Professor Archibald Alexander McBeth Duncan. Born 17 October 1926, Pitlochry. Died 20 December, 2018, aged 91.
Professor Archie Duncan FBA FRSE, who has died at the age of 91, was one of the foremost Scottish historians in the modern era.
He was one of the last of a generation of pioneers who established Scottish history as a subject of academic research in all its aspects. He was also a scholar ahead of his time, whose restless questioning of his own and others’ assumptions and practices made him one of the most intellectually interesting and complex medieval historians of the 20th century.
The chronological range of his specialist knowledge, stretching across the entire millennium of medieval history, is unlikely ever to be repeated. He achieved ground-breaking work in analysing charters, chronicles, formularies and parliamentary records, translated Barbour’s celebrated Scots poetic narrative of Robert Bruce’s career and provided new insights into fundamental aspects of medieval Scottish kingship, government, law, and the economy.
Archibald Alexander McBeth Duncan was born in Pitlochry on 17 October 1926. His paternal grandfather had a shoe shop there, and his maternal grandfather was a gamekeeper at Errol.
Most of his childhood was spent in Edinburgh, where his father was a bookbinder. He was educated at George Heriot’s School, Edinburgh, the University of Edinburgh, and Balliol College, Oxford, where he became a tutor. He was appointed in 1951 to a lectureship in History and Palaeography at Queen’s University, Belfast, before joining the Scottish History Department at the University of Edinburgh in 1953.
In that year he published the first significant work on the government of a medieval Scottish king based on a detailed study of 367 documents issued in the name of Robert Bruce. He continued work on this project for most of his career, culminating in his monumental Acts of Robert I, King of Scots, 1306–1329, published in 1988. Not only had he identified more than 200 further documents, but the volume included the equivalent of a monograph on Robert Bruce’s government and administration, transforming our understanding of the mechanisms and practices that underpinned his rule.
As a lecturer at Queen’s University, Belfast, he had also established himself as a pioneer in Scottish social and economic history, particularly through his work on burghs. Although his research and publications gravitated towards the Middle Ages, he maintained a lively interest in all aspects of Scottish history. One of his earliest articles was on an aspect of trade between the Clyde and the Baltic in the 1730s and 1740s, published in 1950.
In 1962, still only 35, he was appointed Professor of Scottish History and Literature at the University of Glasgow–a chair established in 1913 and occupied exclusively by historians, despite its title. He was elected a fellow of the Royal Society of Edinburgh in 1979 and a fellow of the British Academy in 1985.
He retired in 1993, setting a record unlikely ever to be beaten as the longest serving holder of a chair in Scottish History. He played a leading role in the life of the University of Glasgow, being elected Dean of the Faculty of Arts and, in 1978, Clerk of Senate. During his spell as a university administrator he established a new department (Scottish Literature) and faculty (Social Science). By the time he retired he had expanded the Department of Scottish History to seven members of staff, the largest in any university.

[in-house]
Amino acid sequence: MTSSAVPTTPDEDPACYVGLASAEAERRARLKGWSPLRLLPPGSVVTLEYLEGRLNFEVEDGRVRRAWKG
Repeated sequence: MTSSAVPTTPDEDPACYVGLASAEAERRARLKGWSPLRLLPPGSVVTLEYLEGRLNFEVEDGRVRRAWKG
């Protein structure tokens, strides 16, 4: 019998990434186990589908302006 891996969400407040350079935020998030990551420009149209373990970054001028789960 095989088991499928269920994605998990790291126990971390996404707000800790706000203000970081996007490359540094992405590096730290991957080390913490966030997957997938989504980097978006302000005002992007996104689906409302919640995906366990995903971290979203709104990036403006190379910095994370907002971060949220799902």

He was, above all, a scholar and teacher, and an inspiration for generations of historians. As a teacher he was passionately committed to opening up Scottish history to anyone who would take a lively interest in it, urging schoolchildren, students and the informed public to follow him in taking nothing for granted.
He was a pioneer in the 1980s in teaching early medieval history in an interdisciplinary and comparative course he shared with follow University of Glasgow colleagues Leslie Alcock, a pioneering archaeologist of early medieval Britain, and Patrick Wormald, a medieval historian who redefined the history of Anglo-Saxon England.
Archie Duncan made a wealth of fundamental sources accessible for the first time – especially royal documents, legal collections, and burgh records. For more than 60 years he performed the essential and forbidding task of publishing and analysing texts that could only be made intelligible through a deep understanding and complete technical command of the material.
One of his most remarkable books was Scotland: the Making of the Kingdom, published in 1975, a wide-ranging exploration of Scotland’s development as a kingdom and society up to the 1290s in more than 600 pages. Other history books written on this scale are based on a well-populated field of research. However, there was no such body of work for him to draw on. For large parts of the book he had to start from the raw medieval sources themselves.
Another exceptional book was The Kingship of the Scots. Succession and Independence 842–1292, published in 2002. Most books published long after retirement represent the culmination of views developed decades earlier. For Archie Duncan, in contrast, retirement gave him the opportunity to rethink the subject from scratch, resulting in a panoply of new insights.
His restless intellect was his most inspiring quality, leading to a sometimes shocking capacity to question and undermine long-cherished views of the past. In an age when scholars usually aimed to find enduring certainties, he instinctively saw history as a ceaseless dynamic of fresh insights and discoveries, and expected his own work to be caught up in this process – a process he typically led.
Professor Duncan’s wife Ann predeceased him. He is survived by children Beatrice, Alastair and Ewen, and six grandchildren.